Joel Klein, Chancellor of NYCDOE
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A Hat Tip to Gotham Schools, who published the whole Klein letter explaining his rationale for wanting to publish the teacher effectiveness scores of the New York City Public Schools teachers. Interestingly, I didn’t know that it was media outlets that had first made the request to see the scores. I had assumed it was a Public Schools effort to show progress or at least get a conversation started about how to value teachers. This practice is different than in past revelations of data, in that this would be the first time actual teacher names are attached to the data.

My one question about this is — and don’t get me wrong, I’m a fan of the media — why do we have to do this through the media request? Can’t parents be given this information, and a system to evaluate it, in conjunction with discussions with the school system and the teachers? Or, is that too cumbersome? Either way, if we are promoting the democratic teachings in our schools, being transparent about data is a great place to start.

Dear Colleagues,

As you have likely heard or read, several media outlets recently issued Freedom of Information Law (FOIL) requests to the City, requiring the Department to share the Teacher Data Reports we provide schools and teachers in grades 4 through 8 each year. These reports use a method called “value-added data” that seeks to predict student performance based on factors outside of a teacher’s control (high levels of poverty, for example), and then determines whether a given teacher’s students exceeded or fell short of these predicted examination scores (teachers may always access their reports at http://schools.nyc.gov/Teachers/TeacherDevelopment/TeacherDataToolkit/GetYourReports/default.htm). By controlling for factors beyond a teacher’s control, it is the fairest system-wide way we have to assess the real impact of teachers on student learning. And while the City’s particular value-add method is not etched in stone, this is why the State passed legislation this spring, endorsed by the teachers’ unions, committing to using value-added data for all teachers. It is also why value-added data is increasingly being used throughout the nation as part of a comprehensive system of teacher evaluation.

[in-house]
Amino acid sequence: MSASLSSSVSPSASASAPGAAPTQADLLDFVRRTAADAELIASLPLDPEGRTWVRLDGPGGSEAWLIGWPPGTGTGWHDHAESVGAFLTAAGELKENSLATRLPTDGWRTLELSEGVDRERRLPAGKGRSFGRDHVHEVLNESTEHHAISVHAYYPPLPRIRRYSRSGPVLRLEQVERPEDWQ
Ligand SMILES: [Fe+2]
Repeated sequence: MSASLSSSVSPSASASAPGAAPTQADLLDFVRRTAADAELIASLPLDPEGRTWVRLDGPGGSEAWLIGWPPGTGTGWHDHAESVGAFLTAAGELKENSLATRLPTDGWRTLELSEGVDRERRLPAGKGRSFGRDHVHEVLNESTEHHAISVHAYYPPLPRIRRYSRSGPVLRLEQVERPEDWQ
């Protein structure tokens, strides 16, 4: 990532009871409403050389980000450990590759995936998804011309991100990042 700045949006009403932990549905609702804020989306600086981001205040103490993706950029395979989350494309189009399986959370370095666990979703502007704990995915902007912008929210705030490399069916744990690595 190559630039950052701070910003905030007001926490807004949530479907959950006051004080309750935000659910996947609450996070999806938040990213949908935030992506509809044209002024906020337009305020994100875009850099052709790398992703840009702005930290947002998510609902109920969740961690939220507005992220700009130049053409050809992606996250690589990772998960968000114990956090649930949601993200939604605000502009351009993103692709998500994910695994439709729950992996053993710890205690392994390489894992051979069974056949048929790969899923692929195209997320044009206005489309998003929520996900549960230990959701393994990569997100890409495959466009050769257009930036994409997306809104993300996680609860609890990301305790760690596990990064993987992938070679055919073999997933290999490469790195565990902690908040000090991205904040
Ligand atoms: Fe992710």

In the past we have provided the numeric value-added data to the press with no indication of the identity of individual teachers. I am writing to you today because media outlets, prompted by similar data being published by the Los Angeles Times, have requested the names of individual teachers, not just the statistics. As it is the City’s legal interpretation that we are legally obligated to provide the media this information, it is our intent to provide the data as requested.

In the time since we informed the UFT that we intended to comply with the FOIL request, the union has sued the City to prevent the release, and we have agreed to delay any release until at least November 24, when a court hearing will be held. So no data have yet been released. But I want to make sure that, as you read about these events in the newspapers, you understand the circumstances and you understand my view on the issue overall.